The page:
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May 23, 2005

Judges, Filibusters and Conservativism

By Andrew Dobbs

It is very likely that May 24, 2005 will be a day that future generations of Americans will read about in their history classes (assuming they still teach history at that point, an increasingly unlikely prospect). The passage in their textbook will begin with the battle over the filibuster, saying that in from the 1910s to the 1970s opposition to the filibuster was a liberal litmus test. Liberals, a majority of the Congress from the 1930s until the 1970s, saw the act as a way that the Senate's right-wing, often anti-civil rights minority kept socially progressive bills from getting an "up-or-down vote." It will then say that with the divisions of power that began in the 1970s and continued until the 1990s the filibuster became less important and less of an issue for both sides. This consensus ruled until an absolute Republican majority came into power in 2003 and was strengthened by George W. Bush's reelection in 2004 and the minority Democrats (since the 1970s, realigned as an almost exclusively liberal party) began using the process to block judicial nominations to appeals courts. Republicans began threatening to end the practice, and on May 24, 2005 launched what had been termed the "nuclear option"-- the barring of the filibuster for judicial nominees. After Bush had all of his nominees to appeals courts approved on slim up or down votes, Republicans and others began wondering why the process would be needed at all, even for legislative priorities. In 2006, as minority Democrats began resisting Social Security privatization and regressive tax reforms, Republicans managed to end the filibuster for legislation thus ending the Senate's traditional role as a moderating force on the more reactionary elements of the House.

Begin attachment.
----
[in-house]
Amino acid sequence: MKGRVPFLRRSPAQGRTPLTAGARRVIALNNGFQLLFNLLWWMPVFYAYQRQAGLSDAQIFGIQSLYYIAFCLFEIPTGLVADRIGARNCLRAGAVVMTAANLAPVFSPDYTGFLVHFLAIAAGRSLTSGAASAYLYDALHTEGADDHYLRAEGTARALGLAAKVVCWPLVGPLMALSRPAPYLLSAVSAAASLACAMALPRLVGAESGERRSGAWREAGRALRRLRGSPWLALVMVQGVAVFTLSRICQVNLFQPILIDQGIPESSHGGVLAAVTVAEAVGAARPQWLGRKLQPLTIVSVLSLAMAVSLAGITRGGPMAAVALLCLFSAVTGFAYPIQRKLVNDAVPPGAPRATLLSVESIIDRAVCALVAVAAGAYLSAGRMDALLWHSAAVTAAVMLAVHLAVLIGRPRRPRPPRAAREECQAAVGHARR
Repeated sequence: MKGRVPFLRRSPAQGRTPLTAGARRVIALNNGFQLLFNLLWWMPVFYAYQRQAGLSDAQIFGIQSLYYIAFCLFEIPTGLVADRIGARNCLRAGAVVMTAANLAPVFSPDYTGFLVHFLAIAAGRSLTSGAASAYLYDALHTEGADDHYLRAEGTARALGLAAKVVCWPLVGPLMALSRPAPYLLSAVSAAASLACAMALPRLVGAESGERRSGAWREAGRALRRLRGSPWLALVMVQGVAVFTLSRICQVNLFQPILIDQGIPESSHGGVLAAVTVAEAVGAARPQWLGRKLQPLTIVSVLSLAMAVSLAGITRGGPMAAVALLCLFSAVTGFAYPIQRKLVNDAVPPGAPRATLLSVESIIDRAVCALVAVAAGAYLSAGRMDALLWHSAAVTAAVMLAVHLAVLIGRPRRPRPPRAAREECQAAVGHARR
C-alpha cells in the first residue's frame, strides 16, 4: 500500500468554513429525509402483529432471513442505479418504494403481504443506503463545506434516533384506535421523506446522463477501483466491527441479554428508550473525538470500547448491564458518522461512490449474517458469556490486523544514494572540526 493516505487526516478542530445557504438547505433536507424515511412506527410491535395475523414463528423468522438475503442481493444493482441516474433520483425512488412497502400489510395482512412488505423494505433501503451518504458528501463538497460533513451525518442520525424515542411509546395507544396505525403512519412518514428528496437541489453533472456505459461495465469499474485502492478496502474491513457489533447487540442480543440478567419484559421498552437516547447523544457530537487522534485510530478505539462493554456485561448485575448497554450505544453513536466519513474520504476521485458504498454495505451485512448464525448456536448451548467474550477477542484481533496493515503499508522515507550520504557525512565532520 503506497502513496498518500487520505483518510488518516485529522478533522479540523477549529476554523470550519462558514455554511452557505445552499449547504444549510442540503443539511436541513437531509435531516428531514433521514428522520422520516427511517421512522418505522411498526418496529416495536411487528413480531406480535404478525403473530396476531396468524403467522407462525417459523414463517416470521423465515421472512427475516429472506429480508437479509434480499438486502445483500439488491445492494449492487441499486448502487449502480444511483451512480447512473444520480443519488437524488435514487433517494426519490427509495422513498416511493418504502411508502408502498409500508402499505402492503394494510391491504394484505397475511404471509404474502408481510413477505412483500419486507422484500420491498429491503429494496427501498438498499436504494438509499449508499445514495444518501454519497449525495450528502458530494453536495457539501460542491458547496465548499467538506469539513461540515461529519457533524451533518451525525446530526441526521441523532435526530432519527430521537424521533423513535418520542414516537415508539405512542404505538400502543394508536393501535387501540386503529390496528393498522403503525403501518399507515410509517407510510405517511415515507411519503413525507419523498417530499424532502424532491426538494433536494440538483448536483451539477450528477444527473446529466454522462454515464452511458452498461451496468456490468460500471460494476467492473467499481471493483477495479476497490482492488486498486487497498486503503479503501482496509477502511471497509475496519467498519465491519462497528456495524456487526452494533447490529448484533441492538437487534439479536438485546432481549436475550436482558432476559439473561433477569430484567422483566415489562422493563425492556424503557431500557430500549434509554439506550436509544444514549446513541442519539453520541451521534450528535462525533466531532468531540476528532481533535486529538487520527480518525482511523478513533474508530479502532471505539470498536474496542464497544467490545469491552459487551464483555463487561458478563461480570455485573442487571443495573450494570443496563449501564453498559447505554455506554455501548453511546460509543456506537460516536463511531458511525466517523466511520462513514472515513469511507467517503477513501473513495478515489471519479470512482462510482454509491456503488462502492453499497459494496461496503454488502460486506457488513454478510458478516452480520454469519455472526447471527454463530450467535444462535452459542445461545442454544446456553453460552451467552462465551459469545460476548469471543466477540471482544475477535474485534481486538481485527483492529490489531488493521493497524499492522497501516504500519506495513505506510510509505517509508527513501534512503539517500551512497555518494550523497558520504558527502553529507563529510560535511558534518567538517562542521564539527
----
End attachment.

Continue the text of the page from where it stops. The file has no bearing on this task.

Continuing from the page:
This is a tragedy, and a confusing development as well. The filibuster is a fundamentally conservative institution. The founders of the Senate and its reformers who helped to codify the current filibuster rule in the early part of the 20th century were fearful of government power. They knew that the natural instinct of humanity was towards self-interest and grasps for power and wealth, politicians being the worst culprits in this regard. Thus they divided the powers of government into three coequal branches with checks on one another's power. Still, they knew that the legislative branch was the most likely to become a hotbed of popular passion; close to the people, it could easily be consumed by mob rule. In order to quiet the passions of the heedless masses they divided the legislative branch into two chambers-- a House that would be directly elected and proportioned by population (and thus more susceptible to passionate masses) and a Senate that would be appointed by legislatures, two from each state, and far more deliberative. When establishing the rules of the Senate, the body's founders-- 10 of whom had been delegates to the Constitutional Convention, 4 of whom had signed the Declaration of Independence, including such luminaries as Rufus King, Richard Henry Lee, James Monroe and Samuel Johnston-- developed the idea of unlimited debate. Any member could continue debate indefinitely, thus allowing the body to easily thwart offensive or extreme pieces of legislation. The filibuster required legislation to be mainstream-- if a significant number of Senators were seriously opposed to a measure, it would be blocked. This process kept government power in check for generations, and is part and parcel of the founders' ideals of limited and divided government.